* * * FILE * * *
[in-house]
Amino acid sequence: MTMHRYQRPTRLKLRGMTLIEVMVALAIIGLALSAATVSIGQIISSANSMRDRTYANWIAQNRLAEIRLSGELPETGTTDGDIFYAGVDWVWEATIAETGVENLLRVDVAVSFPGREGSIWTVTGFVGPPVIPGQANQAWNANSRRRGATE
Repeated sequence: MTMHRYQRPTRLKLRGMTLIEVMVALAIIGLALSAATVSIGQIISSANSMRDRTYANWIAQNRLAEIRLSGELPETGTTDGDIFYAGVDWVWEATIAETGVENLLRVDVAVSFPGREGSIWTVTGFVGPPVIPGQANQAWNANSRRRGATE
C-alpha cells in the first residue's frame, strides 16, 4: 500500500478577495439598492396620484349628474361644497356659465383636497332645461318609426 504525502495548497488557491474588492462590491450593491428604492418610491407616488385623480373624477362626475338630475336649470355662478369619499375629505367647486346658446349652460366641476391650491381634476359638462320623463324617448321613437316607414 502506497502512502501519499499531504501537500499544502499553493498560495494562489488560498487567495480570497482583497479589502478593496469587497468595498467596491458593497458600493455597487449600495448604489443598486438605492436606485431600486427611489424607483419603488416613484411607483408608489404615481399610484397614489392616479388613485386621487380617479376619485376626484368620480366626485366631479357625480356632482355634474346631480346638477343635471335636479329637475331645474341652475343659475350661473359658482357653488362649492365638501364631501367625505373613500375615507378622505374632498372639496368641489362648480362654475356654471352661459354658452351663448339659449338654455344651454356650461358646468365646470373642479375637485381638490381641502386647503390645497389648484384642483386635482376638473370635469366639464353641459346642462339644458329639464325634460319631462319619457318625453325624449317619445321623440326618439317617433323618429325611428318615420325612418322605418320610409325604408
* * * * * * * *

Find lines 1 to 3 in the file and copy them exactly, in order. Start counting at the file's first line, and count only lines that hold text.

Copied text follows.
[in-house]
Amino acid sequence: MTMHRYQRPTRLKLRGMTLIEVMVALAIIGLALSAATVSIGQIISSANSMRDRTYANWIAQNRLAEIRLSGELPETGTTDGDIFYAGVDWVWEATIAETGVENLLRVDVAVSFPGREGSIWTVTGFVGPPVIPGQANQAWNANSRRRGATE
Repeated sequence: MTMHRYQRPTRLKLRGMTLIEVMVALAIIGLALSAATVSIGQIISSANSMRDRTYANWIAQNRLAEIRLSGELPETGTTDGDIFYAGVDWVWEATIAETGVENLLRVDVAVSFPGREGSIWTVTGFVGPPVIPGQANQAWNANSRRRGATE